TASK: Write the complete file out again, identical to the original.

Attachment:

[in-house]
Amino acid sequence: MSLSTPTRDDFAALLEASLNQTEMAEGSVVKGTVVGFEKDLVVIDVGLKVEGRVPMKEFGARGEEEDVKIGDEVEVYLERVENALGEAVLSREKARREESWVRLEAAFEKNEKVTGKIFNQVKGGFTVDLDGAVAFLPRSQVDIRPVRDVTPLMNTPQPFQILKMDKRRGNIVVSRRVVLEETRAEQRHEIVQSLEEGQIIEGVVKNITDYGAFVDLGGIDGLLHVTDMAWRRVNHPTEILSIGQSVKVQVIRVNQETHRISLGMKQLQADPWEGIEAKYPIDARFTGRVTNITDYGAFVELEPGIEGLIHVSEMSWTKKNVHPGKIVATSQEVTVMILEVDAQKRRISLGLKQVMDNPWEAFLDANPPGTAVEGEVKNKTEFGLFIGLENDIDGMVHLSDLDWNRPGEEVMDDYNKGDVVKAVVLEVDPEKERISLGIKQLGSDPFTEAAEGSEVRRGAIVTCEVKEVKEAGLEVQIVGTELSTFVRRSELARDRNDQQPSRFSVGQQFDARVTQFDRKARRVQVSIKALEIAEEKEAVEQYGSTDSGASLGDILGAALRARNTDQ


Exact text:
[in-house]
Amino acid sequence: MSLSTPTRDDFAALLEASLNQTEMAEGSVVKGTVVGFEKDLVVIDVGLKVEGRVPMKEFGARGEEEDVKIGDEVEVYLERVENALGEAVLSREKARREESWVRLEAAFEKNEKVTGKIFNQVKGGFTVDLDGAVAFLPRSQVDIRPVRDVTPLMNTPQPFQILKMDKRRGNIVVSRRVVLEETRAEQRHEIVQSLEEGQIIEGVVKNITDYGAFVDLGGIDGLLHVTDMAWRRVNHPTEILSIGQSVKVQVIRVNQETHRISLGMKQLQADPWEGIEAKYPIDARFTGRVTNITDYGAFVELEPGIEGLIHVSEMSWTKKNVHPGKIVATSQEVTVMILEVDAQKRRISLGLKQVMDNPWEAFLDANPPGTAVEGEVKNKTEFGLFIGLENDIDGMVHLSDLDWNRPGEEVMDDYNKGDVVKAVVLEVDPEKERISLGIKQLGSDPFTEAAEGSEVRRGAIVTCEVKEVKEAGLEVQIVGTELSTFVRRSELARDRNDQQPSRFSVGQQFDARVTQFDRKARRVQVSIKALEIAEEKEAVEQYGSTDSGASLGDILGAALRARNTDQ